An excerpt from an conversation curated by Tim Shenk, a co-organizer of The Poor People’s Campaign (a ten-day tour of the Midwest from May 17-26) who interviewed John Wessel-McCoy, a Poor People’s Campaign Program Organizer for the Kairos Center, and Willie Baptist, Poverty Initiative Scholar-in-Residence and Co-Coordinator of Poverty Scholarship and Leadership Development for the Kairos Center, about the strategic importance of the Midwest in building a movement to end poverty. Below is Willie Baptist’s response to Tim’s question about the underlying economic forces at play in the Midwest:
…it’s very important to take into account the strategic minds of big capital, which have recruited some of the most experienced political strategists coming out of the military and the National Security Council, for example. These people are gathering in formations called think tanks, from the Council on Foreign Relations to the Rand Corporation to the Brookings Institute. They are paid big-time money to figure out how to control, contain the struggles of the masses of the people and direct the interests of big capital.
At every stage in the history of this country, biggest section of capital has been able to gather the resources to elevate itself to power. At one time it was slave capital, based on cotton wealth. Then industrial capital emerged, connected to the big banks, which came out of the Civil War and into the 1930s. Of late, we should look at big capital in terms of the unprecedented technological revolution that has enabled globalization. Today, big capital is global capital. It’s very important to understand the forces that control the country. Their reaction to the ebb and flow of the economy and society really dictate policy, because they’re the most organized and they’re in power. We have to constantly proceed from there.
Part of the Midwest Tour is to challenge the prevailing notions of a bland and shallow populism that understands that a 1 percent exists but doesn’t understand why they’re the 1 percent and why we’re the 99 percent. If we don’t know why, we can’t get to a solution. Because of our pragmatic culture, we tend to be satisfied with the most superficial glance and find real solutions counter-intuitive. The powers that be have think tanks to think. We don’t have that — we just do. We’re essentially fire brigades, constantly reacting to each crisis situation as it comes up, not proactively and strategically anticipating.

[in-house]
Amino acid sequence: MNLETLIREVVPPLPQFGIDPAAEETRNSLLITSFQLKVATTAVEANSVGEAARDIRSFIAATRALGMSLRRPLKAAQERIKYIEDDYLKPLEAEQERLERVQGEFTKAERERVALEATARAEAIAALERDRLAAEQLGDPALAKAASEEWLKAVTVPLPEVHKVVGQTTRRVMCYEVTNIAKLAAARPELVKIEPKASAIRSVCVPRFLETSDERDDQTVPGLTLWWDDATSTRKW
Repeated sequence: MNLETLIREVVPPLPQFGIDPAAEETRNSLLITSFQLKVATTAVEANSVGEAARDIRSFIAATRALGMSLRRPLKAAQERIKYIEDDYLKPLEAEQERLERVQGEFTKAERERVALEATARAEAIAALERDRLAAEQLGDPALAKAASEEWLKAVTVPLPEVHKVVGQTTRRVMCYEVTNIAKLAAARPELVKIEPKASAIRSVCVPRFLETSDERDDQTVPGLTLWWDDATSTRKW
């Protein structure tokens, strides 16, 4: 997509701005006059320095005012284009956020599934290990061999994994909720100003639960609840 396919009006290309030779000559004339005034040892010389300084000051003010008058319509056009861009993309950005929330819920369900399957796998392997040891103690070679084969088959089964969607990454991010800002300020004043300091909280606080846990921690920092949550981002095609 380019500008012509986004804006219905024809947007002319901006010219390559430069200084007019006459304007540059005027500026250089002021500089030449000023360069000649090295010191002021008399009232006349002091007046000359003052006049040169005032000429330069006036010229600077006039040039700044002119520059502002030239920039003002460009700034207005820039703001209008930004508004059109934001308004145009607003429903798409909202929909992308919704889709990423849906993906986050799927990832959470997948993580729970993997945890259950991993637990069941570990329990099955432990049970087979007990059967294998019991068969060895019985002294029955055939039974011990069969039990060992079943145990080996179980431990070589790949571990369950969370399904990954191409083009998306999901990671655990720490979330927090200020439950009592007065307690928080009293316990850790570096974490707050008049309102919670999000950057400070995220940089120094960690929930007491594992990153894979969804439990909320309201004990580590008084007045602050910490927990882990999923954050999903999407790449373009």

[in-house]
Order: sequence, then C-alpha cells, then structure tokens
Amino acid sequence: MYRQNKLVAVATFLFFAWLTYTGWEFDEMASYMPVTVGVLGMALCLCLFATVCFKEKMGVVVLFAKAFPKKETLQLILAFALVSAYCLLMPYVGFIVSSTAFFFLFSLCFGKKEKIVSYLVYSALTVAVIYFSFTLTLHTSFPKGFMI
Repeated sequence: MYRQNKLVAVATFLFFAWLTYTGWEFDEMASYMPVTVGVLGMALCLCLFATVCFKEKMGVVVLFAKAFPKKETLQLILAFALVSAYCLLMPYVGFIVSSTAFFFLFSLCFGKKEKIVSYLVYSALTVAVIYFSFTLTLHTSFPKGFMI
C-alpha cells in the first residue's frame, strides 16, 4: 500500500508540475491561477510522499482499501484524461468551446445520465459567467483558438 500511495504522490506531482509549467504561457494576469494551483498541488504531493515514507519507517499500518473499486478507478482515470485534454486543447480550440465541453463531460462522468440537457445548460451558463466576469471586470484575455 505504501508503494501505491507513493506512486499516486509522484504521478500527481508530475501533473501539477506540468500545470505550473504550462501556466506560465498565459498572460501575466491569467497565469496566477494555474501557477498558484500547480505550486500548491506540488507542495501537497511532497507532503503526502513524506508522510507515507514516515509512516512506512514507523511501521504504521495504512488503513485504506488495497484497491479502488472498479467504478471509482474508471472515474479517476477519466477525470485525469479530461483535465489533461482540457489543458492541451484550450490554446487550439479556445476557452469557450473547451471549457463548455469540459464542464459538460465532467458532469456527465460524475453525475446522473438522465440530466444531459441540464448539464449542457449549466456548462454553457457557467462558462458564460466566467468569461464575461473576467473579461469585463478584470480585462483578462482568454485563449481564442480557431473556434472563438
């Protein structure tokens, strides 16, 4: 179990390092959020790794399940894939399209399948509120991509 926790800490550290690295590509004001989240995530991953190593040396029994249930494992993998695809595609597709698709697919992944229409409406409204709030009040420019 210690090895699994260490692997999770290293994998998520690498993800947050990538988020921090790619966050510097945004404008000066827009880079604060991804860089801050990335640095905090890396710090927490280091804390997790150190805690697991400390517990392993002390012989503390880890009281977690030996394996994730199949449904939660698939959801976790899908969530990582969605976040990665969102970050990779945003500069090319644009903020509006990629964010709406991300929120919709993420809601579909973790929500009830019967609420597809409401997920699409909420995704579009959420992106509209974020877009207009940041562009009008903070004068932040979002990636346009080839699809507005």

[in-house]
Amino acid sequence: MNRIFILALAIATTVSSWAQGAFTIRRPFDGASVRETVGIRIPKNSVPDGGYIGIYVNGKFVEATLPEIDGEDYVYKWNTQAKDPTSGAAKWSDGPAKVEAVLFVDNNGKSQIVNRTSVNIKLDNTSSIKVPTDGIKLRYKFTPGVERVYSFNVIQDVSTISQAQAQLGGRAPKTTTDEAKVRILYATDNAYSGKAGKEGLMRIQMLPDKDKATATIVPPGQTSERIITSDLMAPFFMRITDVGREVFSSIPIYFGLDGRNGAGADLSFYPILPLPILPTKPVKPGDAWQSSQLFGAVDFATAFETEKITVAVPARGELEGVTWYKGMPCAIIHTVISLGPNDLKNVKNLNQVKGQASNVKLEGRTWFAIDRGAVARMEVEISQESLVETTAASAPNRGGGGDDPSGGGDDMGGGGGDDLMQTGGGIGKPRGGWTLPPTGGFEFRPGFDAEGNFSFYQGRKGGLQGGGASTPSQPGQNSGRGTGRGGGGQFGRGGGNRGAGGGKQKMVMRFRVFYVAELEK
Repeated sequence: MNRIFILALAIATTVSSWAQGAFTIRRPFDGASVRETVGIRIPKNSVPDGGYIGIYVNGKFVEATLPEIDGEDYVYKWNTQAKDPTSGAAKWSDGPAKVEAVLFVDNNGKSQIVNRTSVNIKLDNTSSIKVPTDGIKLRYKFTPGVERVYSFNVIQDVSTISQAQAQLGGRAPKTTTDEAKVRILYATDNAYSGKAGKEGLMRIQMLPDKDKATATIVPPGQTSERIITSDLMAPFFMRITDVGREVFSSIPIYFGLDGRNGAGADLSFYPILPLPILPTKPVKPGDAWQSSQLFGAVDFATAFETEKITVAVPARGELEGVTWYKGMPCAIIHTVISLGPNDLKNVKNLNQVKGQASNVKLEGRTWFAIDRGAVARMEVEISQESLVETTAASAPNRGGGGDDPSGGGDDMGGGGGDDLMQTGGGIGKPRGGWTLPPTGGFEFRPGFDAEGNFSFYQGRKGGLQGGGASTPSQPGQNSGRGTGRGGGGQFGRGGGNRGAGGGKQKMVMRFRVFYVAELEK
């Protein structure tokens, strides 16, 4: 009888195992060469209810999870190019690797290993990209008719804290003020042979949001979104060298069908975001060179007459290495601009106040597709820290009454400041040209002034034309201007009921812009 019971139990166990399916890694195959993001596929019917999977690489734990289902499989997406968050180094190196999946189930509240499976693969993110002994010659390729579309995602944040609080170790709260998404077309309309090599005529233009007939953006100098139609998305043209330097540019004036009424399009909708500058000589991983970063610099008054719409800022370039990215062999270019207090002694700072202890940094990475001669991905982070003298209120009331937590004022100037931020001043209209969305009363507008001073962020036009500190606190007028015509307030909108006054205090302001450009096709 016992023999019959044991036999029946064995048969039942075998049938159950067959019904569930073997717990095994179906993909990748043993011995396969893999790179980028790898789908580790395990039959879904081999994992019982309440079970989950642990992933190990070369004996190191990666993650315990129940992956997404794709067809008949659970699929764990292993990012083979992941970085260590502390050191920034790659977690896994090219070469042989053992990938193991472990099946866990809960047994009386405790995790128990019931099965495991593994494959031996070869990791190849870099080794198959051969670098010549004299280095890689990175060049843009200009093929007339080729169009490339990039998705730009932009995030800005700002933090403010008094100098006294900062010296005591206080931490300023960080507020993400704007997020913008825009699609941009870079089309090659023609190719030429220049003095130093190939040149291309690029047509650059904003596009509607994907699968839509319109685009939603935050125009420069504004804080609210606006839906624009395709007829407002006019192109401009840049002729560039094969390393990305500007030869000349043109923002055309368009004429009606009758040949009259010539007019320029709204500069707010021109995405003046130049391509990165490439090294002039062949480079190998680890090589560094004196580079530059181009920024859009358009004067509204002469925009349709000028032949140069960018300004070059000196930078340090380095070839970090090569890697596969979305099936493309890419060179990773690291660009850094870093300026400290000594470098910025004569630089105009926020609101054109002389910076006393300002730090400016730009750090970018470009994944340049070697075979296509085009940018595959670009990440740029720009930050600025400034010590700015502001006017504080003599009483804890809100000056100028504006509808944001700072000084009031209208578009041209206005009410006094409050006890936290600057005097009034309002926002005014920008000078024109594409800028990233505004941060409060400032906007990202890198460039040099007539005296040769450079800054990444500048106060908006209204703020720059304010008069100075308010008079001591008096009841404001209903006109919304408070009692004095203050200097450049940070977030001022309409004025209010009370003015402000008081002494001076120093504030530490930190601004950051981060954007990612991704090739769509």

I’ve made a whole lot of mistakes in my life, based on shallow thinking and impatience. We feel we don’t have time to think. We don’t organize our schedules to think.
Big capital is globalized today and is having an impact on dictating all policies. This is a moment of confusion for them — there is a lot of debate going on in those upper ranks. But they do take lessons from history. Especially since the global crisis of 1997, they have been quoting Aristotle, who said that “where the middle class is large, there are least likely to be factions and dissension.” There was a whole body of strategists and analysts who concluded that if they were going to survive the global crisis, there had to be some consolidation of the middle class. The larger the middle class, the more ability you have to govern.
Big capital has drawn on the middle strata to manage the commanding heights of the economy. The officer corps of your civic bureaucracy on the federal, state, and local levels, as well as the military and police forces — their families are middle income. They’ve tended to be stable. Yet now that stability is being dismantled because increasing sections of the middle income strata are being thrown into poverty, and the 2008 crisis and its aftermath is throwing them into a real bind. So this middle strata that has been the social base of political power and the social base for stability in the economy has started to crumble.
We don’t think about the hurt and pain this system is causing to increasing segments of the population. I want to be clear about this point, that the interests that are contributing to our suffering, and to the world’s suffering, are a globalized big capital, owing to an unprecedented technological revolution. They have to secure a middle class that is being dismantled by the technological revolution. In the Midwest, we’re watching the industrial belt turn into a rust belt largely because of the deindustrialization caused by technological innovation. And there is a lot of hurt and pain.